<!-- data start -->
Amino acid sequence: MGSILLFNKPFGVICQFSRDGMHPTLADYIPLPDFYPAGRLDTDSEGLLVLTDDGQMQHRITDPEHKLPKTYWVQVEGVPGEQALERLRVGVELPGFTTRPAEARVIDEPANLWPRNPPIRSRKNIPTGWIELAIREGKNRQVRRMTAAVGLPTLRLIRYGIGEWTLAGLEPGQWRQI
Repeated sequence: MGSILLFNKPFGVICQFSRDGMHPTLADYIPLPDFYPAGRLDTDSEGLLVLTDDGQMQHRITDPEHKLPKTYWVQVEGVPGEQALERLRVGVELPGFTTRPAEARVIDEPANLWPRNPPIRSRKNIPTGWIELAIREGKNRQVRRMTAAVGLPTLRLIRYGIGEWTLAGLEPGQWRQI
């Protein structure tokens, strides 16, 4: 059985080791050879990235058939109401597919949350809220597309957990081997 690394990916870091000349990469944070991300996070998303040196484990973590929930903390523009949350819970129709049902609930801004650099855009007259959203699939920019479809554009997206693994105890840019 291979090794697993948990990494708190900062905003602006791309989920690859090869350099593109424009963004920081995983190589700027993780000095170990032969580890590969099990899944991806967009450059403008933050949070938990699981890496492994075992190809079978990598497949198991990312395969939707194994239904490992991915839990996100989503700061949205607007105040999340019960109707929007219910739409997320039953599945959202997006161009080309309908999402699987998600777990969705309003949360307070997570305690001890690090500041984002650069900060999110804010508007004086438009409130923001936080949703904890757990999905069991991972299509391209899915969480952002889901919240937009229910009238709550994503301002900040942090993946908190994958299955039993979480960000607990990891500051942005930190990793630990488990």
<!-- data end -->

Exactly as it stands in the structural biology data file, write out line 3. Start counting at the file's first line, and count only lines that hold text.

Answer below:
């Protein structure tokens, strides 16, 4: 059985080791050879990235058939109401597919949350809220597309957990081997 690394990916870091000349990469944070991300996070998303040196484990973590929930903390523009949350819970129709049902609930801004650099855009007259959203699939920019479809554009997206693994105890840019 291979090794697993948990990494708190900062905003602006791309989920690859090869350099593109424009963004920081995983190589700027993780000095170990032969580890590969099990899944991806967009450059403008933050949070938990699981890496492994075992190809079978990598497949198991990312395969939707194994239904490992991915839990996100989503700061949205607007105040999340019960109707929007219910739409997320039953599945959202997006161009080309309908999402699987998600777990969705309003949360307070997570305690001890690090500041984002650069900060999110804010508007004086438009409130923001936080949703904890757990999905069991991972299509391209899915969480952002889901919240937009229910009238709550994503301002900040942090993946908190994958299955039993979480960000607990990891500051942005930190990793630990488990």